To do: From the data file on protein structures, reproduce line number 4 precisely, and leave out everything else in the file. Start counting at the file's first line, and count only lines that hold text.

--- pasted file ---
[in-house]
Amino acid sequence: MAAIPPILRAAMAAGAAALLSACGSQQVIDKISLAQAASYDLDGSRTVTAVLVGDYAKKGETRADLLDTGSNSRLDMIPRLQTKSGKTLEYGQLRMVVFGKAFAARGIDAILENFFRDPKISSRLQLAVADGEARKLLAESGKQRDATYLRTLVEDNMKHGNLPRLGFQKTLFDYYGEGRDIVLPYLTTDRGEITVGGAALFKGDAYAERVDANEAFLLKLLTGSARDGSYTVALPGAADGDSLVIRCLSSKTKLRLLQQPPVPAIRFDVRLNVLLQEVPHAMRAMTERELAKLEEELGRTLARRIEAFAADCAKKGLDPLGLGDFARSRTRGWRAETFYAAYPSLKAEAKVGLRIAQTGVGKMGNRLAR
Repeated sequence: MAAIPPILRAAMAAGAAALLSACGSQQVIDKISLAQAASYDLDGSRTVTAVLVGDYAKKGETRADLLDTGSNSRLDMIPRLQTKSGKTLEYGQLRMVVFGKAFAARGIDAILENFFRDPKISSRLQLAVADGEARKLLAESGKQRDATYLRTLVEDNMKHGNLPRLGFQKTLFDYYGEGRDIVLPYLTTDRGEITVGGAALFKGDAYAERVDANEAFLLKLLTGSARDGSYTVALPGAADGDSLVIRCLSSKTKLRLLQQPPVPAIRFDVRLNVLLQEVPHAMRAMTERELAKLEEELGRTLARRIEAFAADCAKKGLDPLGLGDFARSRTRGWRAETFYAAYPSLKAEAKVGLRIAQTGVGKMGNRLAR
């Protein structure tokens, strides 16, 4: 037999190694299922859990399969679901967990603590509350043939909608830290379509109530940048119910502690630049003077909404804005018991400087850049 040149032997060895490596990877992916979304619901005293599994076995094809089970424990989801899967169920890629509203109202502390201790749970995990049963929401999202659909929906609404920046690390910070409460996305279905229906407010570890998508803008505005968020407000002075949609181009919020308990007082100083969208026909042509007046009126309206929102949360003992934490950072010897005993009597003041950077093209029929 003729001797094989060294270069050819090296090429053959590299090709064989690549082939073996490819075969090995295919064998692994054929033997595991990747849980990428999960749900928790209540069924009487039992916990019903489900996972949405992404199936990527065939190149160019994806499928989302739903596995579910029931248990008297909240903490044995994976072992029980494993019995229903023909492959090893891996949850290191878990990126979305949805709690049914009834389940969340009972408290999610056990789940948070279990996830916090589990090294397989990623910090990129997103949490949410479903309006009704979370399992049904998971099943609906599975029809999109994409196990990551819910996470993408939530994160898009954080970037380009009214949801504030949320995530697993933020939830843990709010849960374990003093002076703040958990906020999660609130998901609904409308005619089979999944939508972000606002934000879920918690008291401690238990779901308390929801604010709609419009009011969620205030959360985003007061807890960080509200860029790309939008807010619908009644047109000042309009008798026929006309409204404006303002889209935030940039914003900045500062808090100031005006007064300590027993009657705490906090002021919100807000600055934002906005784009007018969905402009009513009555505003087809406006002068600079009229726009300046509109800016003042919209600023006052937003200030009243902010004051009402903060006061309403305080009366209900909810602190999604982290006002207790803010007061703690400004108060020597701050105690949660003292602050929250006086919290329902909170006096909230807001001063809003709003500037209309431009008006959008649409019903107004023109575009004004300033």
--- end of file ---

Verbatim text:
């Protein structure tokens, strides 16, 4: 037999190694299922859990399969679901967990603590509350043939909608830290379509109530940048119910502690630049003077909404804005018991400087850049 040149032997060895490596990877992916979304619901005293599994076995094809089970424990989801899967169920890629509203109202502390201790749970995990049963929401999202659909929906609404920046690390910070409460996305279905229906407010570890998508803008505005968020407000002075949609181009919020308990007082100083969208026909042509007046009126309206929102949360003992934490950072010897005993009597003041950077093209029929 003729001797094989060294270069050819090296090429053959590299090709064989690549082939073996490819075969090995295919064998692994054929033997595991990747849980990428999960749900928790209540069924009487039992916990019903489900996972949405992404199936990527065939190149160019994806499928989302739903596995579910029931248990008297909240903490044995994976072992029980494993019995229903023909492959090893891996949850290191878990990126979305949805709690049914009834389940969340009972408290999610056990789940948070279990996830916090589990090294397989990623910090990129997103949490949410479903309006009704979370399992049904998971099943609906599975029809999109994409196990990551819910996470993408939530994160898009954080970037380009009214949801504030949320995530697993933020939830843990709010849960374990003093002076703040958990906020999660609130998901609904409308005619089979999944939508972000606002934000879920918690008291401690238990779901308390929801604010709609419009009011969620205030959360985003007061807890960080509200860029790309939008807010619908009644047109000042309009008798026929006309409204404006303002889209935030940039914003900045500062808090100031005006007064300590027993009657705490906090002021919100807000600055934002906005784009007018969905402009009513009555505003087809406006002068600079009229726009300046509109800016003042919209600023006052937003200030009243902010004051009402903060006061309403305080009366209900909810602190999604982290006002207790803010007061703690400004108060020597701050105690949660003292602050929250006086919290329902909170006096909230807001001063809003709003500037209309431009008006959008649409019903107004023109575009004004300033």